Carmelite House of Prayer Oakville, California

Carmelite House of Prayer, Mount Carmel Drive, Oakville, Kalifornija, Združene države Amerike

Website of the Sanctuary

+1 707 944 2454

Every day: from 7.00 am to 7.30 pm

The Carmelite House of Prayer was originally a mansion built to be the home of a wealthy industrialist, David Doak and was later donated to the Discalced Carmelites in 1955.

Doak died in 1921, the same year the mansion was completed. A benefactor, Noel Sullivan, bought the mansion and 29 acres of surrounding property and donated it to the Discalced Carmelites in 1955.

It was used as a house of formation until 1981, when the facility was designated as a house of prayer and retreat center.

Carmelite House of Prayer Oakville, California

Retreats in the Carmelite House of Prayer

Carmelite House of Prayer is located in Northern California, in the Diocese of Santa Rosa. There are six priests and two brothers who live at the House of Prayer currently.

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Penance and prayer are themes of the community; members are typically orthodox, experienced, and pious.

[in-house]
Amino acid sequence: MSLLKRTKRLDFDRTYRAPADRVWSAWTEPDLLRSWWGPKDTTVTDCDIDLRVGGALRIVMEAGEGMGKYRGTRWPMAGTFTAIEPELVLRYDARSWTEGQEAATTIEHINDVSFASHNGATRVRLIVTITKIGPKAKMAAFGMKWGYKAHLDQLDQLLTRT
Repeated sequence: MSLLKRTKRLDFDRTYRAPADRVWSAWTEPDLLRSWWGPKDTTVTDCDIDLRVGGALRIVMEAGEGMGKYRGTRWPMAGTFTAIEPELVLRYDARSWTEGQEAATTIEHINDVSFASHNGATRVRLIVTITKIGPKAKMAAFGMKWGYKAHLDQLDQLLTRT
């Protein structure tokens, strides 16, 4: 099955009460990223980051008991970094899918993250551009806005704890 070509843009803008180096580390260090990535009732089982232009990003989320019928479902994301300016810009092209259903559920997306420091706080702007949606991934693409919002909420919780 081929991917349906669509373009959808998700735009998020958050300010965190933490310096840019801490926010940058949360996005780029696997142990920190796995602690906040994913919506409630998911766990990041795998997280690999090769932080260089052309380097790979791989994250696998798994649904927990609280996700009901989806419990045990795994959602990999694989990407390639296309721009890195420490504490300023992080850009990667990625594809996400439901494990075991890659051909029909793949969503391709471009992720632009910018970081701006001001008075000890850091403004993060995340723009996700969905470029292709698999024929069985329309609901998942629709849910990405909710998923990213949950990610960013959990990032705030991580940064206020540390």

The grounds are beautiful and serene, and the community tries to maintain the peace and quiet necessary for the cultivation of prayer.

Visitors are welcome, either for Mass and confession or for retreats and days of recollection.

Mass times

  • Weekdays: 8:00 p.m.
  • Saturdays: 8:00 p.m. (First Saturday of the Month Mass  at 11:00 a.m.)
  • Sundays: 9:00 a.m.

Retreats

Carmelite House of Prayer is located in Northern California, in the Diocese of Santa Rosa. There are six priests and two brothers who live at the House of Prayer currently. Penance and prayer are themes of the community; members are typically orthodox, experienced, and pious. The grounds are beautiful and serene, and the community tries to maintain the peace and quiet necessary for the cultivation of prayer. Visitors are welcome, either for Mass and confession or for retreats and days of recollection.

History of the Carmelite House of Prayer

The Carmelite House of Prayer was originally a mansion built to be the home of a wealthy industrialist, David Doak. Its landscaping was done by John McLaren, designer of the Golden Gate Park in San Francisco. Doak died in 1921, the same year the mansion was completed. A benefactor, Noel Sullivan, bought the mansion and 29 acres of surrounding property and donated it to the Discalced Carmelites in 1955. It was used as a house of formation until 1981, when the facility was designated as a house of prayer and retreat center.

Posted in North America and United States